Just as a shark must swim to breathe, a hard drive must be in motion to receive or return data. This air bearing technology, as it is called (pioneered at IBM in the 1950s), explains why dust and other contaminants must be kept out of the drive casing at all costs. If the heads touch the surface of the drive while it is in motion the result is what is known as a head crash: the head, which it must be remembered is moving at speeds upward of one hundred miles per hour, will plow a furrow across the platter, and data is almost impossible to recover. Thus, a key aspect of the hard drive
‘smateriality as an agent of digital inscription is quite literally created out of thin air. —Matthew G. Kirschenbaum —An Excerpt from Mechanisms: Grammatology of the Hard Drive (MGK)
Kirshenbaum is publishing excerpts from his forthcoming book, which examines the hard drive as an inscription machine. Here’s part of a somewhat rambling comment I posted on his site:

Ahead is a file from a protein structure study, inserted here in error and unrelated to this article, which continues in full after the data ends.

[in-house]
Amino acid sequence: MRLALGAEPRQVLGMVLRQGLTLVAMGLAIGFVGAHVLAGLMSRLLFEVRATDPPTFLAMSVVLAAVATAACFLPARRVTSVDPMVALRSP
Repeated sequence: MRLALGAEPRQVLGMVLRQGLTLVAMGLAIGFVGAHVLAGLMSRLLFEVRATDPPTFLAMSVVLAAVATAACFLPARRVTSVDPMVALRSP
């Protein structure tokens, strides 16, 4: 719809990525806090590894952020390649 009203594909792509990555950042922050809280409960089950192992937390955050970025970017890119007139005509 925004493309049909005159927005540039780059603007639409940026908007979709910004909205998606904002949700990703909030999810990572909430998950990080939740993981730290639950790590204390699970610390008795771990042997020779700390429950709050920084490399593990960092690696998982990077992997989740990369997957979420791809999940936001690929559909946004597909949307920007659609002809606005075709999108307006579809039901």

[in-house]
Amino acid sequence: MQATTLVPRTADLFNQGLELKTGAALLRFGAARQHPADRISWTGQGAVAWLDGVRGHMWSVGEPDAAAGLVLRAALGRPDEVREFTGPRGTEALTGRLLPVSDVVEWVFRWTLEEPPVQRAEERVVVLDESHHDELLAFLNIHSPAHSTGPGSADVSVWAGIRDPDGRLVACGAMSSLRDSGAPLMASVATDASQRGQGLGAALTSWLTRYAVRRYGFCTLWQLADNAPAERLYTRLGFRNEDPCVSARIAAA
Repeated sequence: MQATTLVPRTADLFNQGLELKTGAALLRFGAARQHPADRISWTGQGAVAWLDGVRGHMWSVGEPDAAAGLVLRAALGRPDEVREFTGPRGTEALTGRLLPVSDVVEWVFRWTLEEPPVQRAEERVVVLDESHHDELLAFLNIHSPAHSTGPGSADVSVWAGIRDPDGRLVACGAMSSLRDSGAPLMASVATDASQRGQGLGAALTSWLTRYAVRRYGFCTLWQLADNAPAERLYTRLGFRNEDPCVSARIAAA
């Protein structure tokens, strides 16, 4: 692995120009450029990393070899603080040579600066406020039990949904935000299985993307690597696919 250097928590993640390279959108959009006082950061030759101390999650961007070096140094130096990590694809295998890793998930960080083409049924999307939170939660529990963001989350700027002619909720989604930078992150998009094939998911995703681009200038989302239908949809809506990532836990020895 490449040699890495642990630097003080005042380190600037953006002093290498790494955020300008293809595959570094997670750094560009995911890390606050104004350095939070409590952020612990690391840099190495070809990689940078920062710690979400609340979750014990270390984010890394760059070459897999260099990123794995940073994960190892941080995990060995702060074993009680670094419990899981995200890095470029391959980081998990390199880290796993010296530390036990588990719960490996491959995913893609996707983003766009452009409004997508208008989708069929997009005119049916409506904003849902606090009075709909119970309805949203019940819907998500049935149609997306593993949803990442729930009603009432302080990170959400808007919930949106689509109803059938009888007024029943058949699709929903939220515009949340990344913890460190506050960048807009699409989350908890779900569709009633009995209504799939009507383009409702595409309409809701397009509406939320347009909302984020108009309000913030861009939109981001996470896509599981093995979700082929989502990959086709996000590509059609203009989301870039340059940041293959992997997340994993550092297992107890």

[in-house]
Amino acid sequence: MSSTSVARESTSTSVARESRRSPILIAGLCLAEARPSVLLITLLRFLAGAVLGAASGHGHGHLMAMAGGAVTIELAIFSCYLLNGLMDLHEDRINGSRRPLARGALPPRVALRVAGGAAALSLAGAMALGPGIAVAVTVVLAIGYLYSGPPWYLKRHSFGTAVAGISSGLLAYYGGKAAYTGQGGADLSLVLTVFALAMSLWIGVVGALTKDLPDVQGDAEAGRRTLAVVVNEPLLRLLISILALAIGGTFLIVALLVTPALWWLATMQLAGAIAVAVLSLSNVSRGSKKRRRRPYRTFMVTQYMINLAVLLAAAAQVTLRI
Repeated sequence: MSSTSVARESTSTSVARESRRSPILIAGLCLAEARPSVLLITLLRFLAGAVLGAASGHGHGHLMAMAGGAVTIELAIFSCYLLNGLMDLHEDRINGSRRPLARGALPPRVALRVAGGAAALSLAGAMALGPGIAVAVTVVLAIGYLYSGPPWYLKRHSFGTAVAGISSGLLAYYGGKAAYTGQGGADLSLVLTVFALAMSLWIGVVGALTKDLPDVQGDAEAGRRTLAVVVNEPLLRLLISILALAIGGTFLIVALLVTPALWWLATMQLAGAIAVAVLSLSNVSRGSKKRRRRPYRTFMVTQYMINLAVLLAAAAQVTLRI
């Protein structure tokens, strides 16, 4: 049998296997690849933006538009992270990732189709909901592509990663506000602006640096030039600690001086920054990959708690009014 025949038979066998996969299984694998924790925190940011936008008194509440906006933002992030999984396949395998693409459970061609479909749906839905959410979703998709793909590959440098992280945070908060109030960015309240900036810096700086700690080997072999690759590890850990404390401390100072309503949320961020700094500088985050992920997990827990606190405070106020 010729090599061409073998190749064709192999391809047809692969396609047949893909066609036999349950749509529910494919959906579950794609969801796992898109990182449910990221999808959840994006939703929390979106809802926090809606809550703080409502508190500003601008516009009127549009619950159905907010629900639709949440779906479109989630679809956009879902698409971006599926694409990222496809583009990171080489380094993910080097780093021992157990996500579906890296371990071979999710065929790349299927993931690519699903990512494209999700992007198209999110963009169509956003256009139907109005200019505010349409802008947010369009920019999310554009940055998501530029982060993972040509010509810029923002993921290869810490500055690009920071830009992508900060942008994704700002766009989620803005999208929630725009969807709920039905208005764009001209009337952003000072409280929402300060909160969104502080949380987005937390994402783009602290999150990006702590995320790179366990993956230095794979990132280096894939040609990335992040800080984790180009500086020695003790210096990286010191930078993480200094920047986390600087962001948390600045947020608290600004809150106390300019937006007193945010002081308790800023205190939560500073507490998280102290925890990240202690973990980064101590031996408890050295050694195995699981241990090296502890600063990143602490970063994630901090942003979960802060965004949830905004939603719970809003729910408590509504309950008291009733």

I was at a zoo today and suddenly realized that the term “fledgling” has an orinthological origin — it’s not a metaphor to apply the term to birds. It’s amazing that I’ve been using that word for decades and it never occurred to me. Thanks for similarly making me understand the term “hard drive crash”.
A post on netwoman reads:
Dale Spender and Helen Fallon (1998) also assert that terminology such as ‘abort’, ‘chaining’, ‘thrashing’, ‘execute’, ‘head crash’, and ‘kill’ portray negative images of sex and violence to women, creating an uncomfortable and unfamiliar terrain. http://www.netwomen.ca/Blog/2003_09_01_archive.html#106427418616569858
I haven’t read the specific article referenced, but I wonder if your description of the technology of computers as a physical environment (on the micro level) would place the percieved violence of computer terminology into another context.